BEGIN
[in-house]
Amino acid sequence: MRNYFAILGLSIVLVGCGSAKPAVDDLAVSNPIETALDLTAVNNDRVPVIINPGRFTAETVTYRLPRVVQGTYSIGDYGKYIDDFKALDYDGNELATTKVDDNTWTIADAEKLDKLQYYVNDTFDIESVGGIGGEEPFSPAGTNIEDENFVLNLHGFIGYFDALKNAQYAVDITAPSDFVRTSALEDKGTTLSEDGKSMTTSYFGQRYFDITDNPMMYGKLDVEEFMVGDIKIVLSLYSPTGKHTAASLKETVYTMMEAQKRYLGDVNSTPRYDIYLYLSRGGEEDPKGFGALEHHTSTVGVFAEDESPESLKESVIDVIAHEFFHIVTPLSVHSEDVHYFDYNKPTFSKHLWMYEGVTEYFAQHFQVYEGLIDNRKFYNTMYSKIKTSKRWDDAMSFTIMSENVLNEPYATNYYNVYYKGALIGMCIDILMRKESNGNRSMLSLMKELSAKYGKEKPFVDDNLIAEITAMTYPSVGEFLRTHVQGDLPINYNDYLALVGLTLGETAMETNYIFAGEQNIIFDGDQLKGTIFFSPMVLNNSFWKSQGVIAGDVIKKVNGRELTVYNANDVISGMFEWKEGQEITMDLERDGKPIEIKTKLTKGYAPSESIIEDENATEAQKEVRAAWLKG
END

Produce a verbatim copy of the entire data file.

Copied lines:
[in-house]
Amino acid sequence: MRNYFAILGLSIVLVGCGSAKPAVDDLAVSNPIETALDLTAVNNDRVPVIINPGRFTAETVTYRLPRVVQGTYSIGDYGKYIDDFKALDYDGNELATTKVDDNTWTIADAEKLDKLQYYVNDTFDIESVGGIGGEEPFSPAGTNIEDENFVLNLHGFIGYFDALKNAQYAVDITAPSDFVRTSALEDKGTTLSEDGKSMTTSYFGQRYFDITDNPMMYGKLDVEEFMVGDIKIVLSLYSPTGKHTAASLKETVYTMMEAQKRYLGDVNSTPRYDIYLYLSRGGEEDPKGFGALEHHTSTVGVFAEDESPESLKESVIDVIAHEFFHIVTPLSVHSEDVHYFDYNKPTFSKHLWMYEGVTEYFAQHFQVYEGLIDNRKFYNTMYSKIKTSKRWDDAMSFTIMSENVLNEPYATNYYNVYYKGALIGMCIDILMRKESNGNRSMLSLMKELSAKYGKEKPFVDDNLIAEITAMTYPSVGEFLRTHVQGDLPINYNDYLALVGLTLGETAMETNYIFAGEQNIIFDGDQLKGTIFFSPMVLNNSFWKSQGVIAGDVIKKVNGRELTVYNANDVISGMFEWKEGQEITMDLERDGKPIEIKTKLTKGYAPSESIIEDENATEAQKEVRAAWLKG